Peak SUV

Peak SUV (SUVpeak) is a hybrid SUV measurement that includes a local average SUV value in a group of voxels surrounding the voxel with the highest activity. The idea is to maintain the high reproducibility of SUVmax, with improved statistics to reduce noise. In a recent study at the authors institution, they measured aspects of bias and reproducibility associated with SUVmax and the closely related SUVpeak to provide a realistic noise context [59]. For images with noise properties typically associated with clinical whole-body studies, SUVpeak provides a slightly more robust alternative (compared with SUVmax) for assessing the most metabolically active tumor region. Although currently under investigation, SUVpeak has not been implemented in a standardized fashion and has not been reported in any published studies on HNSCC.

Metabolic tumor volume

Metabolic tumor volume (MTV) is defined as the volume of the tumor demonstrating FDG uptake [60]. It represents a volumetric and metabolic biomarker, and estimates tumor volume based on the distribution of metabolic activity. Therefore, unlike SUVmax, which is a single-pixel representation of the maximum FDG uptake by the tumor, MTV quantifies the overall tumor burden [61]. Thus, volumebased parameters, such as MTV, were sought in hopes of identifying more accurate ways to prognosticate disease. Furthermore, in the past, target volume was determined mostly by visual delineation of the tumor edge or by coanalysis with PET and contrast-enhanced CT scans [60]. Establishing MTV as a novel biomarker in functional imaging can pave the way for a more accurate determination of true tumor burden, which will theoretically allow for better outcome prediction. Various studies have demonstrated the role of MTV in predicting outcomes for several other malignancies as esophageal, lung and primary gastrointestinal B-cell lymphomas [6264]. The volume of literature supporting its value in predicting outcome in patients with various cancers of the head and neck has been increasing over the past few years. However, there is still debate about the most appropriate segmentation method for estimating the MTV. Commonly used methods include absolute or fixed percentage SUVmax thresholds, and gradient or adaptive segmentation methods.

■ Baseline MTV

One of our recent studies on oral cavity and oropharyngeal cancers showed that MTV provided prognostic information and added value to American Joint Committee on Cancer staging. The estimated area under the receiver operating characteristic curve was found to be higher for MTV than for SUVmax, indicating better prediction of DFS and OS than SUVmax [15]. MTV has been shown to have value in predicting short-term outcome in patients diagnosed with pharyngeal carcinomas who were treated with radiotherapy alone or concurrent CRT. Patients with MTV >40 ml were found to have significantly lower chances of complete response or recurrence-free survival, compared with those with MTV ≤40 ml (68.2 vs 87.8%; p = 0.03). MTV was the only biomarker that was predictive of short-term outcome, with an MTV >40 ml being associated with an increased risk of recurrence or residual disease (p = 0.04). It was also identified as a significant prognostic factor for DFS in these patients. This study found no significant association between primary tumor SUV and short-term outcome or DFS [60].

MTV appears to have more predictive value than SUVmax (Figure 3). One of our recent analyses of 41 patients diagnosed with HNSCC demonstrated that lower MTV values (median cutoff point 7.2 ml) were associated with improved LC rates of 100 versus 54.2% in those with MTV >7.2 ml (p < 0.001). Patients with lower measured MTV values also showed better OS (94.7 vs 64.2%; p = 0.04). Moreover, a correlation was found between low MTV values and improved nodal, distant and overall control. On the contrary, using a median cutoff point of 15.8, SUVmax was not significantly predictive of outcome [61]. In another study of 85 patients diagnosed with HNSCC, the authors found that a preradiation increase in MTV of 17.4 ml (difference between the 75th and 25th percentiles) was significantly associated with a 1.9-fold increase in risk of first event (recurrence; p < 0.001) and a 2.1-fold increase in risk of death (p < 0.001) [65]. Tang et al. found similar results in a study of 83 patients with HNSCC, where a total MTV value >17 ml was correlated with a 2.1-fold increased risk of disease progression (p = 0.0002) and a twofold increase in the risk of death (p = 0.0048) (Figure 2) [66]. Upon further stratification, they determined that most of the predictive value of total MTV was due to tumor MTV, whereas nodal MTV was not significantly associated with PFS or OS (Figure 4). Further supporting this distinction, there was no correlation between tumor and nodal MTV (R2 < 0.01). Similar to the results from the previously mentioned study by Romesser et al. [61], these authors did not find a significant correlation between SUVmax and DFS or OS [66]. The results of this study, in conjunction with several others, imply that we may be able to identify a specific MTV value above which patients are more likely to have a poorer outcome [65,66].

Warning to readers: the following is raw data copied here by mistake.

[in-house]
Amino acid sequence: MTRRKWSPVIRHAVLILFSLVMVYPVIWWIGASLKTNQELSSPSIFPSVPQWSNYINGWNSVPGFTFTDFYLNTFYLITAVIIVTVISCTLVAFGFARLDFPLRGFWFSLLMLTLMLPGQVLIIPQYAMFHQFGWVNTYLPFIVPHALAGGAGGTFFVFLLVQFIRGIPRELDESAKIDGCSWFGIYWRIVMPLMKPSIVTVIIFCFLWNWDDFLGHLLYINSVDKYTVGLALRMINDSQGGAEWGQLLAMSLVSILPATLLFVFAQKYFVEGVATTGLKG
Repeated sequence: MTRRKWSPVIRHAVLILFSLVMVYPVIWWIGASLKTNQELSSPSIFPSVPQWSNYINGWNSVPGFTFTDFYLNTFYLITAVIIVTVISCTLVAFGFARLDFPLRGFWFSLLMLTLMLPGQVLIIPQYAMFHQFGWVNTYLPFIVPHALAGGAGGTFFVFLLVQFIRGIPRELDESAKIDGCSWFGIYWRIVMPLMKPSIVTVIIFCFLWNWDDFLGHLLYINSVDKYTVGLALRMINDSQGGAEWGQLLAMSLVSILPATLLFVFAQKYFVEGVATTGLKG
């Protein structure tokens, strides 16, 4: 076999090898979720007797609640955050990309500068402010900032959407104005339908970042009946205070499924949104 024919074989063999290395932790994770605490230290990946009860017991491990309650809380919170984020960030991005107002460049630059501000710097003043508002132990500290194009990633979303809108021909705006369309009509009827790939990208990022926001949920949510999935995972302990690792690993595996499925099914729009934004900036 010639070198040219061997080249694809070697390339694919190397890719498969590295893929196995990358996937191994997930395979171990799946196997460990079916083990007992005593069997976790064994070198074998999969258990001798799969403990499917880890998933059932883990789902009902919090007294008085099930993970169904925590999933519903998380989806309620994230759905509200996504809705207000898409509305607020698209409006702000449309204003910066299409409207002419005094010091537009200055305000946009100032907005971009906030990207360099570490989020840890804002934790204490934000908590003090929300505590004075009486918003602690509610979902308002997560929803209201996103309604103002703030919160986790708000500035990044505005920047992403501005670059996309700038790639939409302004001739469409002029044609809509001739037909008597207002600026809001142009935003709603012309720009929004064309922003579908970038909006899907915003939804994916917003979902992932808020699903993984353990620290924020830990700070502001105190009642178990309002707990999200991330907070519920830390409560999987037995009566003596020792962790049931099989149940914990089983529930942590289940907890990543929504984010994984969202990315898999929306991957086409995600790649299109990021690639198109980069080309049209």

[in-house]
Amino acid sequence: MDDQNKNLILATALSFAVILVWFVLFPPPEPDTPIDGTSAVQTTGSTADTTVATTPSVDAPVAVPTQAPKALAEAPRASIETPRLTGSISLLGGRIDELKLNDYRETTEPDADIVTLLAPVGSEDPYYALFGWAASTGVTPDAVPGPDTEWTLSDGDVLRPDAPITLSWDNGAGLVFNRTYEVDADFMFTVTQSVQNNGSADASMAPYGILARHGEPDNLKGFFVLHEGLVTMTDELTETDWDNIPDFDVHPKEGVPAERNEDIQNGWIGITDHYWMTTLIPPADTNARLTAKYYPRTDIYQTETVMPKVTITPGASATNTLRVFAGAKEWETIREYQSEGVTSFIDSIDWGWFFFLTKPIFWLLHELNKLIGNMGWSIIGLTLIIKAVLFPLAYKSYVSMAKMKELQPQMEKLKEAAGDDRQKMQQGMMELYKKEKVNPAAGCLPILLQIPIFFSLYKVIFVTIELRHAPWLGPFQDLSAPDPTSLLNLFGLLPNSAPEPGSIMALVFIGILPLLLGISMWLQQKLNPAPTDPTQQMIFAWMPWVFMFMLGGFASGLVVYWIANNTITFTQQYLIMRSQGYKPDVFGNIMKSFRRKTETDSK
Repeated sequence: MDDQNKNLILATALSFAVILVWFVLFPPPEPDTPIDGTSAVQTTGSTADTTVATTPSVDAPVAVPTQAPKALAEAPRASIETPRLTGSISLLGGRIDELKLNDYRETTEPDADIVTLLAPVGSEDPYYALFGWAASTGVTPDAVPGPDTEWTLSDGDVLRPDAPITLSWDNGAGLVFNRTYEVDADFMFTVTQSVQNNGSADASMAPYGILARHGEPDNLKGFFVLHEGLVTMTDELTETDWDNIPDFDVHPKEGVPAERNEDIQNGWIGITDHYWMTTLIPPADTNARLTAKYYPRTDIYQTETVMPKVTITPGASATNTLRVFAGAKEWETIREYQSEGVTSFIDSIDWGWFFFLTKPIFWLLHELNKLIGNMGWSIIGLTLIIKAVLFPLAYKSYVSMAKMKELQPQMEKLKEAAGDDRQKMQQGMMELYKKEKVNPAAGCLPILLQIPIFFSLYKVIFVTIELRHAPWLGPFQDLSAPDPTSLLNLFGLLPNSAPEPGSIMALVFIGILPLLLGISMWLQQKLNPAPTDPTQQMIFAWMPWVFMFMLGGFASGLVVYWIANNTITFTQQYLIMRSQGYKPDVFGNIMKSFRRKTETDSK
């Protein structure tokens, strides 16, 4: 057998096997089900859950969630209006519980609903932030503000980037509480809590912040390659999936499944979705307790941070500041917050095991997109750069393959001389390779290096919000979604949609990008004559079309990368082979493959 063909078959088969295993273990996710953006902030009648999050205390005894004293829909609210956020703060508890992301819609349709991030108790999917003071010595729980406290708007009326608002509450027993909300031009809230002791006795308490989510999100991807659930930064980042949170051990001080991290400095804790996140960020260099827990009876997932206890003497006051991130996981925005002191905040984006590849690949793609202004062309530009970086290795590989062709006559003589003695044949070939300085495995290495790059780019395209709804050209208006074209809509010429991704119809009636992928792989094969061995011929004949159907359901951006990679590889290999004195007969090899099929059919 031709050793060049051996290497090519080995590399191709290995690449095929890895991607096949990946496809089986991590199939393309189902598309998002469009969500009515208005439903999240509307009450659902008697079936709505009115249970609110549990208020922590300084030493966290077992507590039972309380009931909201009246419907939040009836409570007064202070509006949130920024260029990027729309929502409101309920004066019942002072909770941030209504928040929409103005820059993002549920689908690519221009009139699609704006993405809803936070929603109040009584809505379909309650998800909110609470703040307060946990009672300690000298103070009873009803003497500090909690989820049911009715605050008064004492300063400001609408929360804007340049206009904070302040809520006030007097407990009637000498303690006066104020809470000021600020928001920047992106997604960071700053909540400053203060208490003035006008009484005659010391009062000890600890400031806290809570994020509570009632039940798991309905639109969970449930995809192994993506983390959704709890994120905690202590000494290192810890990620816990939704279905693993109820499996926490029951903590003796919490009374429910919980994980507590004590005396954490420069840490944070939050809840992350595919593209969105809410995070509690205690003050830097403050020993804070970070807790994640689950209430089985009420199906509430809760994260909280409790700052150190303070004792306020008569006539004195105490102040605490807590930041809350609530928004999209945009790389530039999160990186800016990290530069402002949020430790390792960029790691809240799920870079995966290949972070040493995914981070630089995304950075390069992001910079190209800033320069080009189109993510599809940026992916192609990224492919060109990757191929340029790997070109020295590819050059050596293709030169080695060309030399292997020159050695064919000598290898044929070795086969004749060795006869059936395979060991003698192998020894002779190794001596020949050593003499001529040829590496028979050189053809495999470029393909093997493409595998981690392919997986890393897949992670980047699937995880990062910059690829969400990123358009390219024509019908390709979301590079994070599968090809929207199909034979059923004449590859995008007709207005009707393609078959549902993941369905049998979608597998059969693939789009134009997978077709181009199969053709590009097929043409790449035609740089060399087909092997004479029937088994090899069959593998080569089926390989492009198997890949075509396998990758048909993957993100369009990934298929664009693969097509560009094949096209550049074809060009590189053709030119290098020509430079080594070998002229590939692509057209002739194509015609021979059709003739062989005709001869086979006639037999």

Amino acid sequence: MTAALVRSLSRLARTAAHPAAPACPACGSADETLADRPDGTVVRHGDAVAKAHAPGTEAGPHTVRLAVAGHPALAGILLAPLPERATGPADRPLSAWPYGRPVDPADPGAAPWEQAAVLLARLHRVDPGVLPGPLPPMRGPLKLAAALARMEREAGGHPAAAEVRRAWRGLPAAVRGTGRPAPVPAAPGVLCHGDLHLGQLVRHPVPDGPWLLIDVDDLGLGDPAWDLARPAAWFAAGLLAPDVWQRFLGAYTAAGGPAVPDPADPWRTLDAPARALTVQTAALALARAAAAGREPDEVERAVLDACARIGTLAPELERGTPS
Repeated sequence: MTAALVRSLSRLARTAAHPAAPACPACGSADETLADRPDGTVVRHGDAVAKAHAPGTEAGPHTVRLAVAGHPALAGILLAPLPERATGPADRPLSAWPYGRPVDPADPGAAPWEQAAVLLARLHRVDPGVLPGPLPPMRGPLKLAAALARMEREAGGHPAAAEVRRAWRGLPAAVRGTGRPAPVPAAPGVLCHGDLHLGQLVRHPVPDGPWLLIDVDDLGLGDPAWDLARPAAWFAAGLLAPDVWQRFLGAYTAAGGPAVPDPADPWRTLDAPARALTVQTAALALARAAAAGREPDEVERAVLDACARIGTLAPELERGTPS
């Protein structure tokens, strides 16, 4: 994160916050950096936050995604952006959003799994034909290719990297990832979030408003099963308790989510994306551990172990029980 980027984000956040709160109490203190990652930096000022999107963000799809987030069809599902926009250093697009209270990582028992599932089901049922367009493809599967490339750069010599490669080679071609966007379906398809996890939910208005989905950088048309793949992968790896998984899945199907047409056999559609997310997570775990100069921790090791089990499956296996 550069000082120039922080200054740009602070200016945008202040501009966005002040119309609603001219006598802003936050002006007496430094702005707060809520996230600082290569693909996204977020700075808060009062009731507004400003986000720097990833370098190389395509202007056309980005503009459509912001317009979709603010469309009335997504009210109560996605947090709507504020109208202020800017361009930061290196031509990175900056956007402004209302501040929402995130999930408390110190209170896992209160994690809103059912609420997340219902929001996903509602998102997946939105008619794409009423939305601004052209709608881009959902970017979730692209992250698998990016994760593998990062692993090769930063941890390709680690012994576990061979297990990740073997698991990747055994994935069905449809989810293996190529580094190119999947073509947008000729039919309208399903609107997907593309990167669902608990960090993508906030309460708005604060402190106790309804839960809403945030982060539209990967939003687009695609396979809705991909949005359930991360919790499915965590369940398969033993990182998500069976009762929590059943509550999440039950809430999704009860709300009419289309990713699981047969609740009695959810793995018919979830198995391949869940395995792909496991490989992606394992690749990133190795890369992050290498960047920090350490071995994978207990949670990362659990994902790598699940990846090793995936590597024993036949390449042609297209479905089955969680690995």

Figure 3: Left tonsillar squamous cell carcinoma, stage T2N2bM0. A 37-year-old female with human papillomavirus-positive keratinizing squamous cell carcinoma of the left tonsil. The patient underwent transoral robotic radical tonsillectomy and neck dissection, followed by chemoradiation therapy with no recurrence in 3 years. Staging PET/CT (A) maximum intensity projection and (B) fused axial PET/CT images demonstrates intense metabolic activity within the left tonsil (standardized uptake value normalized to lean body mass of 10.4 and maximum standardized uptake value = 14.7) representing primary as well as foci of intense 18F-fluoro-2-deoxyglucose uptake fusing to several left cervical nodes (standardized uptake value normalized to lean body mass of 6.5 and maximum standardized uptake value = 9.1), consistent with regional nodal metastases and a total metabolic tumor volume of 7.5 ml (primary tumor 4.4 ml and lymph nodes 3.1 ml) (C).